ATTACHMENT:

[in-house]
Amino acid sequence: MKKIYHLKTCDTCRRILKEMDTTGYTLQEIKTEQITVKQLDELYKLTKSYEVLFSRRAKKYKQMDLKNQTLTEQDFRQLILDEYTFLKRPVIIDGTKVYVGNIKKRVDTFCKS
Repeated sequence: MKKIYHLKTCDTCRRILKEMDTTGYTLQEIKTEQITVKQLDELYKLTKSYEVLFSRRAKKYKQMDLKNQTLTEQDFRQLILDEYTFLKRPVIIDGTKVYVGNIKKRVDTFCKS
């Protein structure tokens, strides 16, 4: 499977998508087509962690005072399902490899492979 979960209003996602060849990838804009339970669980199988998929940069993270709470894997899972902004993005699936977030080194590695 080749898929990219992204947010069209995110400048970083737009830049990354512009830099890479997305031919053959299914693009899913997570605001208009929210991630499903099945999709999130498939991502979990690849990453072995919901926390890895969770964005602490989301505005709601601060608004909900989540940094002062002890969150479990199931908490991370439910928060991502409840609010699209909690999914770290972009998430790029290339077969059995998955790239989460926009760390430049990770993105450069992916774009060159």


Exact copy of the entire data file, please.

[in-house]
Amino acid sequence: MKKIYHLKTCDTCRRILKEMDTTGYTLQEIKTEQITVKQLDELYKLTKSYEVLFSRRAKKYKQMDLKNQTLTEQDFRQLILDEYTFLKRPVIIDGTKVYVGNIKKRVDTFCKS
Repeated sequence: MKKIYHLKTCDTCRRILKEMDTTGYTLQEIKTEQITVKQLDELYKLTKSYEVLFSRRAKKYKQMDLKNQTLTEQDFRQLILDEYTFLKRPVIIDGTKVYVGNIKKRVDTFCKS
């Protein structure tokens, strides 16, 4: 499977998508087509962690005072399902490899492979 979960209003996602060849990838804009339970669980199988998929940069993270709470894997899972902004993005699936977030080194590695 080749898929990219992204947010069209995110400048970083737009830049990354512009830099890479997305031919053959299914693009899913997570605001208009929210991630499903099945999709999130498939991502979990690849990453072995919901926390890895969770964005602490989301505005709601601060608004909900989540940094002062002890969150479990199931908490991370439910928060991502409840609010699209909690999914770290972009998430790029290339077969059995998955790239989460926009760390430049990770993105450069992916774009060159």